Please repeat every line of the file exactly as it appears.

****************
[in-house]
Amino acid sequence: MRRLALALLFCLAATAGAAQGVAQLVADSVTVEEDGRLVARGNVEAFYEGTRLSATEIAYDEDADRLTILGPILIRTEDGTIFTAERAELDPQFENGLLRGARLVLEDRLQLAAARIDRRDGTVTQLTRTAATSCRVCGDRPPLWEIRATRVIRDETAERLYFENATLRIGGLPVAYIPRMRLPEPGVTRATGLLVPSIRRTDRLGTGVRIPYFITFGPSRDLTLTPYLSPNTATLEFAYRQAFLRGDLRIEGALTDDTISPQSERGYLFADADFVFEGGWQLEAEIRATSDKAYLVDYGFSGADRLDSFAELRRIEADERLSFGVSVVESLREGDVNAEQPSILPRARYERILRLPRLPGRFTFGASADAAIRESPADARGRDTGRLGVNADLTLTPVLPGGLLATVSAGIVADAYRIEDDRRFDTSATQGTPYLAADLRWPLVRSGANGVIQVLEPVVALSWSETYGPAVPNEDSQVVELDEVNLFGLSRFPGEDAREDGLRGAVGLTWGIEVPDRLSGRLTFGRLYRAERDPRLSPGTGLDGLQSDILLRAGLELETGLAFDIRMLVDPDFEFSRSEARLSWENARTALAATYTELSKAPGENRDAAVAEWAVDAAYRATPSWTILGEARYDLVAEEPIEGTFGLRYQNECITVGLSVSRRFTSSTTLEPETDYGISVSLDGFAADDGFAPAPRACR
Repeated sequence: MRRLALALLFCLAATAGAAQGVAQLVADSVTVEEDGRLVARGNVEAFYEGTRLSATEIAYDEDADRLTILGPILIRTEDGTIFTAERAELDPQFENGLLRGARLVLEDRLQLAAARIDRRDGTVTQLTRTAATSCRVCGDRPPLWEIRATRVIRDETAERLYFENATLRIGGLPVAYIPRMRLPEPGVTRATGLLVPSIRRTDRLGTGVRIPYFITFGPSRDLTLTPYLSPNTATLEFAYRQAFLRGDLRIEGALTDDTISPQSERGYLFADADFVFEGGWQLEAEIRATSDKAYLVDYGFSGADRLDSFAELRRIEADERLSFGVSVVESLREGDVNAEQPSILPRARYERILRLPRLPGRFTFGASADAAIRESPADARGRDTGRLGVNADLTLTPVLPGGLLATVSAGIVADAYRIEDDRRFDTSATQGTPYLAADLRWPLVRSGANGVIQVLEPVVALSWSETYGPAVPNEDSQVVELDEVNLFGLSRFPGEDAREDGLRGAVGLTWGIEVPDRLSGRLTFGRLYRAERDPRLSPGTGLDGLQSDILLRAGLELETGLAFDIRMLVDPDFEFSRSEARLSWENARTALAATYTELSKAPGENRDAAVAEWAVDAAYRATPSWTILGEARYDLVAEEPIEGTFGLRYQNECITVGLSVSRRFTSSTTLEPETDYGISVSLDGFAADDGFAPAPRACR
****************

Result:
[in-house]
Amino acid sequence: MRRLALALLFCLAATAGAAQGVAQLVADSVTVEEDGRLVARGNVEAFYEGTRLSATEIAYDEDADRLTILGPILIRTEDGTIFTAERAELDPQFENGLLRGARLVLEDRLQLAAARIDRRDGTVTQLTRTAATSCRVCGDRPPLWEIRATRVIRDETAERLYFENATLRIGGLPVAYIPRMRLPEPGVTRATGLLVPSIRRTDRLGTGVRIPYFITFGPSRDLTLTPYLSPNTATLEFAYRQAFLRGDLRIEGALTDDTISPQSERGYLFADADFVFEGGWQLEAEIRATSDKAYLVDYGFSGADRLDSFAELRRIEADERLSFGVSVVESLREGDVNAEQPSILPRARYERILRLPRLPGRFTFGASADAAIRESPADARGRDTGRLGVNADLTLTPVLPGGLLATVSAGIVADAYRIEDDRRFDTSATQGTPYLAADLRWPLVRSGANGVIQVLEPVVALSWSETYGPAVPNEDSQVVELDEVNLFGLSRFPGEDAREDGLRGAVGLTWGIEVPDRLSGRLTFGRLYRAERDPRLSPGTGLDGLQSDILLRAGLELETGLAFDIRMLVDPDFEFSRSEARLSWENARTALAATYTELSKAPGENRDAAVAEWAVDAAYRATPSWTILGEARYDLVAEEPIEGTFGLRYQNECITVGLSVSRRFTSSTTLEPETDYGISVSLDGFAADDGFAPAPRACR
Repeated sequence: MRRLALALLFCLAATAGAAQGVAQLVADSVTVEEDGRLVARGNVEAFYEGTRLSATEIAYDEDADRLTILGPILIRTEDGTIFTAERAELDPQFENGLLRGARLVLEDRLQLAAARIDRRDGTVTQLTRTAATSCRVCGDRPPLWEIRATRVIRDETAERLYFENATLRIGGLPVAYIPRMRLPEPGVTRATGLLVPSIRRTDRLGTGVRIPYFITFGPSRDLTLTPYLSPNTATLEFAYRQAFLRGDLRIEGALTDDTISPQSERGYLFADADFVFEGGWQLEAEIRATSDKAYLVDYGFSGADRLDSFAELRRIEADERLSFGVSVVESLREGDVNAEQPSILPRARYERILRLPRLPGRFTFGASADAAIRESPADARGRDTGRLGVNADLTLTPVLPGGLLATVSAGIVADAYRIEDDRRFDTSATQGTPYLAADLRWPLVRSGANGVIQVLEPVVALSWSETYGPAVPNEDSQVVELDEVNLFGLSRFPGEDAREDGLRGAVGLTWGIEVPDRLSGRLTFGRLYRAERDPRLSPGTGLDGLQSDILLRAGLELETGLAFDIRMLVDPDFEFSRSEARLSWENARTALAATYTELSKAPGENRDAAVAEWAVDAAYRATPSWTILGEARYDLVAEEPIEGTFGLRYQNECITVGLSVSRRFTSSTTLEPETDYGISVSLDGFAADDGFAPAPRACR